Fritchley Tunnel is a railway tunnel at Fritchley in Derbyshire, England. The tunnel was constructed in 1793 by Benjamin Outram as part of the Butterley Gangroad, altered in the 1840s, and remained in use until the railway closed in 1933.
The Butterley Gangroad line was built to allow horse-drawn wagons, carrying limestone to the Cromford Canal from quarries near Crich village, to pass under a road junction in Fritchley. The gangroad would originally have been constructed as a plateway, an early type of railway with cast-iron rails that were secured to stone sleeper blocks with wrought-iron spikes.
The tunnel is built of sandstone blocks with vertical sides and a round-arched roof, measuring 22.58 meters and 3.05 meters high. Though modest, it is highly significant: Benjamin Outram played a hugely influential part in the development of railways. He was one of the first to recognize their potential in the creation of a nationwide transport system and to advocate common standards to ensure that different sections of the lines could operate together.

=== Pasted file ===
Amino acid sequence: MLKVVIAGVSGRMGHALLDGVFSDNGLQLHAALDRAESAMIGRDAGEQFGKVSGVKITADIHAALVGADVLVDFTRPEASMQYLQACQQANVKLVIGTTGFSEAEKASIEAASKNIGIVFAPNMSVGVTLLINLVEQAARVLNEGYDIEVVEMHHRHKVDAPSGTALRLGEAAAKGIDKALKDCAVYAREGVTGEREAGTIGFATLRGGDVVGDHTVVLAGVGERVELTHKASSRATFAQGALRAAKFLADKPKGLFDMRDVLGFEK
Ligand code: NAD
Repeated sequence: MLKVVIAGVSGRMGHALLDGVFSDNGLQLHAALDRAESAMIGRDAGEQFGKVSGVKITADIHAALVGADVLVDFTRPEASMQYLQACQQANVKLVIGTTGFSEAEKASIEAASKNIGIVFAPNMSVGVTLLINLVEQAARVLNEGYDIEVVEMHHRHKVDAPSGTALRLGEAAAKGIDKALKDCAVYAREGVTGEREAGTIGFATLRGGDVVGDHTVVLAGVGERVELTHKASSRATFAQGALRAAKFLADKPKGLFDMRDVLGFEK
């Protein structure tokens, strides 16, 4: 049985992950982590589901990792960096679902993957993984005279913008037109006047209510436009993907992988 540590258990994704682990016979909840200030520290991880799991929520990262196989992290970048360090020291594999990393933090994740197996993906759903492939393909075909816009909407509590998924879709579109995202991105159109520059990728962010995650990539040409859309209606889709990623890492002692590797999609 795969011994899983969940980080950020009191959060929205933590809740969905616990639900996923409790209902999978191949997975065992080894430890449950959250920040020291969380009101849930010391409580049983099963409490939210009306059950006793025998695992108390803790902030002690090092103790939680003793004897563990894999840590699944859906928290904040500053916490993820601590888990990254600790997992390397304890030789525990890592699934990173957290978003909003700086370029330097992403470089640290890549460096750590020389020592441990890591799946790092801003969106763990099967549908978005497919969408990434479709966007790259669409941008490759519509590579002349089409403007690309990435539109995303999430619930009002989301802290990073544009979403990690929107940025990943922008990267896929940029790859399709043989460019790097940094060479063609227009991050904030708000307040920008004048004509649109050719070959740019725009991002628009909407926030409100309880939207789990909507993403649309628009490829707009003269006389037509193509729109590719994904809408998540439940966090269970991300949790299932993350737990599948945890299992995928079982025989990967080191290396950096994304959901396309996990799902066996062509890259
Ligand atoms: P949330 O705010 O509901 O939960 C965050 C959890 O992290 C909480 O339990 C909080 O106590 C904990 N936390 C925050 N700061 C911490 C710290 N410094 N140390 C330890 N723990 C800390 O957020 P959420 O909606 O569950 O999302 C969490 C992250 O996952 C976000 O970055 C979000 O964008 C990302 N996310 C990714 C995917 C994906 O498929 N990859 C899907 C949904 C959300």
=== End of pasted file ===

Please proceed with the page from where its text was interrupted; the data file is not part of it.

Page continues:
The railway closed in 1933, and by 1989 both ends of the tunnel had been buried, making it inaccessible until archaeologists exposed and recorded it in 2013. Today, the Butterley Gangroad line has much to celebrate: as well as the official confirmation that the railway tunnel is the oldest surviving in the world, the line itself is also one of the world's oldest and one of the first on which a steam locomotive successfully operated.
According to Wikipedia; historicengland